Immature Krider’s Hawk (or intergrade?) in Louisiana

2011 February 14
by David J. Ringer

VICKSBURG, MISS. — My February column at 10,000 Birds — What is a raptor? What you “know” is probably wrong! — reminded me to post photos of an interesting Red-tailed Hawk (Buteo jamaicensis) I found last month across the river in Louisiana.

Immature Krider's-type Red-tailed Hawk perched

This bird, an immature as its yellow irises show, has a largely white head, faintly marked underparts, and white mottling and hints of rufous in the wing coverts. This is all consistent with Krider’s Hawk (see spectacular photo of a similar bird), which is thought to be a pale northern prairie race of the Red-tailed Hawk, but one that now intergrades extensively with other populations and thus perhaps is gradually losing its identity. This bird is certainly pale but is more heavily marked than some others of which I’ve seen photographs. Whether this means it has mixed ancestry I do not know.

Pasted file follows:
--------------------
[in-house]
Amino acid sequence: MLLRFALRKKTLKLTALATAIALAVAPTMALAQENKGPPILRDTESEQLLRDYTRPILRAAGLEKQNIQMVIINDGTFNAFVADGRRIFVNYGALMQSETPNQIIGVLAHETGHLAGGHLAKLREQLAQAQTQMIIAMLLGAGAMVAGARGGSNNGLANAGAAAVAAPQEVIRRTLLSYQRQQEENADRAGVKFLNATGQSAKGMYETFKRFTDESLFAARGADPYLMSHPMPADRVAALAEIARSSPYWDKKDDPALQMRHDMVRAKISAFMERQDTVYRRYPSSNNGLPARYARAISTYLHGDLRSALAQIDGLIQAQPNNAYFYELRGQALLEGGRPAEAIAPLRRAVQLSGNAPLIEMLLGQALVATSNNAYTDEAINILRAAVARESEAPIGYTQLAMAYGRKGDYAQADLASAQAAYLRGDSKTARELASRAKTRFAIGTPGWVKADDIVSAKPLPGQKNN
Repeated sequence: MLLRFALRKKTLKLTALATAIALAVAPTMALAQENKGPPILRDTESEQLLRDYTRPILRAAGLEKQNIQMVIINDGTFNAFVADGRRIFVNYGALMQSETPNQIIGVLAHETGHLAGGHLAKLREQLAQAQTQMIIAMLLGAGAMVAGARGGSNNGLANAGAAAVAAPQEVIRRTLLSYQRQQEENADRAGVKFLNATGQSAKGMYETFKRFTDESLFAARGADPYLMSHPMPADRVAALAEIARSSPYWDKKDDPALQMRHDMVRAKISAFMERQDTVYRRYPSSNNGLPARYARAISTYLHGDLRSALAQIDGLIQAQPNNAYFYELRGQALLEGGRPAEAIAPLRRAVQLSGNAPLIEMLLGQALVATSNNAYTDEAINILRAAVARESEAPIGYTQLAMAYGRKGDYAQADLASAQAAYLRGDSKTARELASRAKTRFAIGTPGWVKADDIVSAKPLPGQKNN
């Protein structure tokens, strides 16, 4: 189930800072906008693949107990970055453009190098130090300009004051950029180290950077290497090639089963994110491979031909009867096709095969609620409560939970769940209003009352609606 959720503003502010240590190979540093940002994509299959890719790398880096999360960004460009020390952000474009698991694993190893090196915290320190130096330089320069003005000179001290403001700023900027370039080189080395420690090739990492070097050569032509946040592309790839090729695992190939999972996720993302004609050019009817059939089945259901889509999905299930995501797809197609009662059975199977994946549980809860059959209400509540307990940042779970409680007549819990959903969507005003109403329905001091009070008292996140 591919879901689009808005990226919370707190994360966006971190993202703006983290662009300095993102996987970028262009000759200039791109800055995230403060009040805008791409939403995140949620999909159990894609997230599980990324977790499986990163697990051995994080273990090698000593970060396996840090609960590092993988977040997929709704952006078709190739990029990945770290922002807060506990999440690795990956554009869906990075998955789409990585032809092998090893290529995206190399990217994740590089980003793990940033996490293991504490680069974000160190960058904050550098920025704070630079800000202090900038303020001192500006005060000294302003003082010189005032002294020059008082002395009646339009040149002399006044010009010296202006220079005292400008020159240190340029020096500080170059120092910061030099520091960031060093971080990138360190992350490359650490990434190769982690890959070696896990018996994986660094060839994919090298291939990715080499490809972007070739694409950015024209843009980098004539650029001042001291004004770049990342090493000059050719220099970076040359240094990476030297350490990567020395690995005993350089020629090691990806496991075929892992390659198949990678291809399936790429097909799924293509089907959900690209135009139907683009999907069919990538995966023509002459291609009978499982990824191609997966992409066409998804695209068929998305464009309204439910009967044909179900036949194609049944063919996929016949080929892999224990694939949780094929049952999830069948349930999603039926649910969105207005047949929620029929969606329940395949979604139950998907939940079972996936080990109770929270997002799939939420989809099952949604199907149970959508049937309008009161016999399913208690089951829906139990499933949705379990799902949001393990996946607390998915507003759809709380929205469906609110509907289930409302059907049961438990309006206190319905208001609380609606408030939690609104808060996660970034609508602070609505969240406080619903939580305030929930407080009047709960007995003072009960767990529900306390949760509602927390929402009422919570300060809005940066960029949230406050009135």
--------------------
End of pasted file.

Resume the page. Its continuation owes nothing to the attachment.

Immature Krider's-type Red-tailed Hawk in flight

The same bird in flight. Note extensive white in inner primaries, reddish tail with thin brown bands and apparently a whitish base, and what seems to be only faint patagial markings (difficult to see in this shot). For excellent information on Krider’s Hawk status and identification, see Jerry Liguori and Brian Sulllivan’s A Study of Krider’s Red-tailed Hawk (PDF) and Krider’s Hawk photos (PDF).

Any additional thoughts on this individual, or on Krider’s Hawks in general?

Related posts:

  1. Gorgeous dark morph Harlan’s Hawk in Missouri
  2. Cooper’s Hawk on the attack
  3. Birding Louisiana’s southwest coast
  4. Identification of dark juvenile Parasitic Jaeger offshore of Louisiana
  5. Wintering Black-chinned Hummingbird in Louisiana
One Response
  1. Lisa Berger permalink
    February 16, 2011

    I’m glad R-Ts aren’t WSYWIG. That’d take all the fun out of it.

    The photos fit imm. Krider’s type, but don’t preclude intergrade. Until there’s more genetic research on populations that were formerly designated subspecies, we won’t really know.

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